This is my 9/11 column. If you are like some of my friends and family – and are sick to death of hearing, reading, watching and thinking about 9/11 – then this column is likely to add to the pile. But as I told one of my friends who was fed up with the pretty heavy 9/11 retrospective going on across the media for the last two weeks, there is a difference between crass commercialization of 9/11 and legitimate remembrance of an event that has changed us as a people so deeply.
Earlier this year, when I went to Ground Zero to photograph Obama’s visit there, I met a lot of New Yorkers for whom 9/11 was still a very open wound, emotionally. I talked with one guy, a plumber named Jerry Conway, who survived the collapse of the Towers and was very open about his experience. When I asked him what he saw that day, he said, with a harrowed look in his eyes, “No things a civilized person should ever see.” For people in Lower Manhattan, at least, hearing that bin Laden was dead revealed just how recent 9/11 still felt for so many of them. Given how interconnected our society is today, I suspect there are more people across this country than we realize for whom this upcoming September 11 will have special gravity. It does for me. And it does for the life and health industry.
I think one of the things that numbs so many people about 9/11 is how it often is boiled down to numbers: how many died, where and when. And while that data is meant to give us a sense of scope of the tragedy, in a way, it doesn’t. There are a few victims, such as FDNY Chaplain Mychal Judge, who stand out as individual victims, but for the most part, the victims of 9/11 have become this strange community of the fallen who we collectively know as anonymous people. In so doing, we overlook the individual tragedy of each and every one of those lives lost. Every death delivers some form of tragedy, but when it is in a large number like this, so sudden and so severe, the numbers magnify themselves out of any normal sense of proportion and together, they become something different. Something we can hardly even understand.
It is something the life and health industry understands, however. While I don’t like to think of 9/11 in terms of numbers, one that sticks in my head is $2.7 billion – the amount the life industry paid to the families of those who died in the attacks. That money accounts for nearly 7% of the total financial losses of 9/11, and it is something that the industry can’t exactly trumpet, yet it deserves credit as being one of the many institutions that stepped in when our society really needed it. The industry performed a service that while being part of its daily operations, was conducted with such swiftness and on such a scale that it delivered more than an individual good merely many times over. It delivered a good to us all.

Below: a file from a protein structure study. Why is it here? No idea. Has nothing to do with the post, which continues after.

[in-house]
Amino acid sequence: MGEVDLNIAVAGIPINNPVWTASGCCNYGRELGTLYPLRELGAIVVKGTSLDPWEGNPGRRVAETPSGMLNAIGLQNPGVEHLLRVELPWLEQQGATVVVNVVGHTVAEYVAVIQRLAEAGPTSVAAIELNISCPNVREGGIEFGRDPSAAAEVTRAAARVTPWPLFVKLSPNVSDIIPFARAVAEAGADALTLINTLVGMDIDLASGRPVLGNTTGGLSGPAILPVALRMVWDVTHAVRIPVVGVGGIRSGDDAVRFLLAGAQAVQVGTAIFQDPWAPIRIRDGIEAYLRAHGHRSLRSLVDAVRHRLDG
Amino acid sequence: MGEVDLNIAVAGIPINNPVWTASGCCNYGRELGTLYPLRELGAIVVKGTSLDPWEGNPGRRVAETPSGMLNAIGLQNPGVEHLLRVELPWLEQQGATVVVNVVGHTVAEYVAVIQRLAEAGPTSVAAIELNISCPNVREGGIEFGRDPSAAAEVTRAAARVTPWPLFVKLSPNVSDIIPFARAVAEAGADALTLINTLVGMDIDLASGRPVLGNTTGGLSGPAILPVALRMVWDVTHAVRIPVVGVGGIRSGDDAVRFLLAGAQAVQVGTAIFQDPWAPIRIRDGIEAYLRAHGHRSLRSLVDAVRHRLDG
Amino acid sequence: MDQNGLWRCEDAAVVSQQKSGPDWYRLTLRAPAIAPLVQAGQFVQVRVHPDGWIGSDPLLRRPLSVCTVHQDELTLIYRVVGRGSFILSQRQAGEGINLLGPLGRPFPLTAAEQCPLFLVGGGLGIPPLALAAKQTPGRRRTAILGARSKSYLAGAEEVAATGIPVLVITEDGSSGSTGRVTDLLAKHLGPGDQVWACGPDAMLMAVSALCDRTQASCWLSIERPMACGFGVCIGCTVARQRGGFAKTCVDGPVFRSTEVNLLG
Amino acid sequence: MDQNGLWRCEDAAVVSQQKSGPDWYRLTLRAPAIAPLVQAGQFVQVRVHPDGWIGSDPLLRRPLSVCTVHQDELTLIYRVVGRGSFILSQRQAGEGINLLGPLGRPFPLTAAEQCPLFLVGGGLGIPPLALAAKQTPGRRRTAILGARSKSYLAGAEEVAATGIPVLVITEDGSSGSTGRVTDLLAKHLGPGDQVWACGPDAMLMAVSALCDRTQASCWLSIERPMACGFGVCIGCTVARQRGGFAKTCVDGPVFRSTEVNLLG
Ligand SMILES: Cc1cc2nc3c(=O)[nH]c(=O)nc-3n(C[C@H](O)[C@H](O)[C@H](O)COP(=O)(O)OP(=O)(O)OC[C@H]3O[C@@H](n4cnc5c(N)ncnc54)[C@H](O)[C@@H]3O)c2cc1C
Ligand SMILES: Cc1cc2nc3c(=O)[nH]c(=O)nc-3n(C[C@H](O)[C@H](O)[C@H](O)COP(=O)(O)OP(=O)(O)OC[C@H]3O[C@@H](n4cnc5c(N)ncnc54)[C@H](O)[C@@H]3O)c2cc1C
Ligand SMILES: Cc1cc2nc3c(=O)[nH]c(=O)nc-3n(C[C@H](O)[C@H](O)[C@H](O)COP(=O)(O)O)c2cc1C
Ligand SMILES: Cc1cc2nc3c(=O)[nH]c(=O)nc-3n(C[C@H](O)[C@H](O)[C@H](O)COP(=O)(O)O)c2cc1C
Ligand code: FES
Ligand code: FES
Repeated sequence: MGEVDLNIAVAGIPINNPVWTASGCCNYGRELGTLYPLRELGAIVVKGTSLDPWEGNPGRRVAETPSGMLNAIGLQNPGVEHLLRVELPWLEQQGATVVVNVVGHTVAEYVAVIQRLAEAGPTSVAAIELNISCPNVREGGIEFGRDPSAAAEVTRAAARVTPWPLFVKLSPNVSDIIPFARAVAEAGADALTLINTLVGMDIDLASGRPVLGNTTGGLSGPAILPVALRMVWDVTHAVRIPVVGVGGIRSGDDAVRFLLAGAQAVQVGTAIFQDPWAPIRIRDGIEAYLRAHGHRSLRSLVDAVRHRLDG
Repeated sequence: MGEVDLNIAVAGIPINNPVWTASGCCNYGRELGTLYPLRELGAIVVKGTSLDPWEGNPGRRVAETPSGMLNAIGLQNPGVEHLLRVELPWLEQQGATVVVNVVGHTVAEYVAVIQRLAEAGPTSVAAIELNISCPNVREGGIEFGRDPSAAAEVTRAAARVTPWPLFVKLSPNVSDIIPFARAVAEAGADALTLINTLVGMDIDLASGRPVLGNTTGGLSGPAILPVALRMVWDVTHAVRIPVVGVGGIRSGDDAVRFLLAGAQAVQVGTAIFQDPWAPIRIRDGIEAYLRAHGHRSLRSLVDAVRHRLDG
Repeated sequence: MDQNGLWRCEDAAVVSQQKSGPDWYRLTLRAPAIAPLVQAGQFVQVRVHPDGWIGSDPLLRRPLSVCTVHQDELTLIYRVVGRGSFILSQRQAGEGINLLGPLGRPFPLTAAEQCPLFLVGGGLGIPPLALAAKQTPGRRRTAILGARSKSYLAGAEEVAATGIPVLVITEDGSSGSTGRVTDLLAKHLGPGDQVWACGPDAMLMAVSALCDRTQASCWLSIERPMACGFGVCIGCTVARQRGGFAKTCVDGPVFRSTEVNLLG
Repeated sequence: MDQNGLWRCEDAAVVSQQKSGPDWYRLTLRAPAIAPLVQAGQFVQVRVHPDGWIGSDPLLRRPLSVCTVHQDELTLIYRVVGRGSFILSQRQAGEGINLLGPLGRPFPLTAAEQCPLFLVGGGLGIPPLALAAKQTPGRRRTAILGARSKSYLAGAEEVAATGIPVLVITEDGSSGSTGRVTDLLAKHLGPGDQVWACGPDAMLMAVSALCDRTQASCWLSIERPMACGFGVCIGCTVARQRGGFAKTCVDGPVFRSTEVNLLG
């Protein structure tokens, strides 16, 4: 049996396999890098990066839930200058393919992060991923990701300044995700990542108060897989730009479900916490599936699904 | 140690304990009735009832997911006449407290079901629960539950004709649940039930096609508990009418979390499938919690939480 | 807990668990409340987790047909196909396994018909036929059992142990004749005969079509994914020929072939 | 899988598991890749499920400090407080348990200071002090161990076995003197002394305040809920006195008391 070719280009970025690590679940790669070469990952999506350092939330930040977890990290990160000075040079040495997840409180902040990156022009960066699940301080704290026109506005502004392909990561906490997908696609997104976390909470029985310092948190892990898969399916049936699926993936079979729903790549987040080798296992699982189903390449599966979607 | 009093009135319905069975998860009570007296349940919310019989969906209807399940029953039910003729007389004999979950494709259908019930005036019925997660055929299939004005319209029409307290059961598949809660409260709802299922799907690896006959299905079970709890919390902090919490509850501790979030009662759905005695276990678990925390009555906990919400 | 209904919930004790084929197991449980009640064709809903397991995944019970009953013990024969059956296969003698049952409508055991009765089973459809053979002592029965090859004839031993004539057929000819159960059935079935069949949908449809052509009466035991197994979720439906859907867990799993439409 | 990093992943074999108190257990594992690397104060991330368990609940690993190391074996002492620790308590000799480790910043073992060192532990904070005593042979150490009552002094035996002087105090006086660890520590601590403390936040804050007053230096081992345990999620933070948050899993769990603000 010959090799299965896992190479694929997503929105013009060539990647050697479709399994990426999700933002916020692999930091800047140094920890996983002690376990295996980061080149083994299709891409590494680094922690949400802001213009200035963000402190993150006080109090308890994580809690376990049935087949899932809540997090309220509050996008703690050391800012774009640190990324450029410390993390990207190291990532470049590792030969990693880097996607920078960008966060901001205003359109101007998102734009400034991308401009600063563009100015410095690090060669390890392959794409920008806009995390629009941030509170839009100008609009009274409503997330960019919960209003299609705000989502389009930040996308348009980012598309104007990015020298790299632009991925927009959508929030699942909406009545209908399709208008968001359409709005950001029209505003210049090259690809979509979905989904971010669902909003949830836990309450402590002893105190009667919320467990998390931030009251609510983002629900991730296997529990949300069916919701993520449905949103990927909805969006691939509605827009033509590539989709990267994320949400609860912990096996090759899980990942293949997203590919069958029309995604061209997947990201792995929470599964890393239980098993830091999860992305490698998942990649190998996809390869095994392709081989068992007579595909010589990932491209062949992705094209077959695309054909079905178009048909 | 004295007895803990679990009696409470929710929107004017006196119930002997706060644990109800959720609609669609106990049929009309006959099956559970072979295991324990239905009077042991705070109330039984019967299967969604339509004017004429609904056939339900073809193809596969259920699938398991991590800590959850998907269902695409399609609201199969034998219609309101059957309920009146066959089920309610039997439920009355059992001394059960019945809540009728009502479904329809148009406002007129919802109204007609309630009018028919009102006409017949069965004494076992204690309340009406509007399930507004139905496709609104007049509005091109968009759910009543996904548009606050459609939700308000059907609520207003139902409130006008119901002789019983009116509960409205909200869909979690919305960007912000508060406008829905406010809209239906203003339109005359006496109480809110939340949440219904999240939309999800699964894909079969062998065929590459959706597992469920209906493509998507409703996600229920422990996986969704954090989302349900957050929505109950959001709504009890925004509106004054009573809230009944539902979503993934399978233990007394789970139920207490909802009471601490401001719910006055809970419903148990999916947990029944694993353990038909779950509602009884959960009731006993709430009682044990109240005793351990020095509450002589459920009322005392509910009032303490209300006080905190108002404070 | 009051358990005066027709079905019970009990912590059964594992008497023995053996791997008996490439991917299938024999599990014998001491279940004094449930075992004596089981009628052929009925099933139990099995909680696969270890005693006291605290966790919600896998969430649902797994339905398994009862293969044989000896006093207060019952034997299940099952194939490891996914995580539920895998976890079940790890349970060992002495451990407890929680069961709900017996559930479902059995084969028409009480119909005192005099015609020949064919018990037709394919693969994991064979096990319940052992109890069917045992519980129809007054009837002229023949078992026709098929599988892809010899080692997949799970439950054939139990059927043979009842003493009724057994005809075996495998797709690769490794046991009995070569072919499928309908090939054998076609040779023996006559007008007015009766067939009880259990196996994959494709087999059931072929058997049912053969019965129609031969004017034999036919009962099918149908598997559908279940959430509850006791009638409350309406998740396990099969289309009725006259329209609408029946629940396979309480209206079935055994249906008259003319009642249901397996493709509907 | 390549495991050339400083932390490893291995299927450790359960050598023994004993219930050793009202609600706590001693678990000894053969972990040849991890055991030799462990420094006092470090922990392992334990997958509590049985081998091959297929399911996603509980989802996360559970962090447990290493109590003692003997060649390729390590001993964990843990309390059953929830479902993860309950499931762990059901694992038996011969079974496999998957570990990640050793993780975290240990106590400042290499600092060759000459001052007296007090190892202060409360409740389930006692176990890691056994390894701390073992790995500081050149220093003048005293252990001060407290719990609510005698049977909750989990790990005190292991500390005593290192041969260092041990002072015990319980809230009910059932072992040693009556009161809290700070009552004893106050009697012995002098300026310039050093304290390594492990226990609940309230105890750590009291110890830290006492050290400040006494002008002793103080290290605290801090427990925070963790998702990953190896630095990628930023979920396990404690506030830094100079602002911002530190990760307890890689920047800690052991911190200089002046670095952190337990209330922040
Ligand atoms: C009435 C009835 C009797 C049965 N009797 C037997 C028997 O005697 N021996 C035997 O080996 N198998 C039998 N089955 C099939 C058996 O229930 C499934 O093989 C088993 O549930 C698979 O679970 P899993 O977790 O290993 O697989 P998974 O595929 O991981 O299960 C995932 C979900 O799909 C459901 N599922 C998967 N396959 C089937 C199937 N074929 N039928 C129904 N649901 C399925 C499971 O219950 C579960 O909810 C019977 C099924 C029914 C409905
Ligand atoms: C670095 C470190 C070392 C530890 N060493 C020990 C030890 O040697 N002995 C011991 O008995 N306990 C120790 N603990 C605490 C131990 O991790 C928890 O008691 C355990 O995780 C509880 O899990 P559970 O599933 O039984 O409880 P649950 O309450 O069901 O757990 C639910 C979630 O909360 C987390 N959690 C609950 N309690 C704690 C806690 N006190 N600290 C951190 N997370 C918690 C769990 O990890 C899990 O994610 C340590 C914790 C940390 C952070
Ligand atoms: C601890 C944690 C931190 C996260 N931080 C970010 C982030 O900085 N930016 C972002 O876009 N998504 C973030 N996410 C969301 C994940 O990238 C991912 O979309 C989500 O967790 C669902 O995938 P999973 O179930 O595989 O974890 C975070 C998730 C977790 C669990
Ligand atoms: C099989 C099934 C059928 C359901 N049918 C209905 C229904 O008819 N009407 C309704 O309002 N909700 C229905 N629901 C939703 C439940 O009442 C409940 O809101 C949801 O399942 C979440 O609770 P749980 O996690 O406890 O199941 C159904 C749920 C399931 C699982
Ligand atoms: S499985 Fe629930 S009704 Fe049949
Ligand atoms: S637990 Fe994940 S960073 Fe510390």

That said, I suspect that for every one of the agents who delivered those death benefits, there was not a bigger picture first and foremost being served. It was about that check, the person who died, and the people who needed that money. And that is what I find most interesting about this national tragedy; that for an industry so often portrayed as being mammoth, monolithic and even uncaring, life insurers handled themselves with uncommon humanity at a time when we all reeling from uncommon inhumanity.
How sad it is, then, that urban legends persist that no insurance payments were given because of 9/11 – a notion easily dismissed by anybody who cares to actually look into it. No, it is far easier for critics of the industry to merely assume the worst and imagine the hows and whys of such callousness. For me, this presumption that the life insurance industry has been part of the wounds caused by 9/11 is just one more piece of tripe to go along with the variously odious conspiracy theories that suggest 9/11 was something other that what it really was: a terrible act of terrorism carried out upon a nation that did not take the threat seriously enough.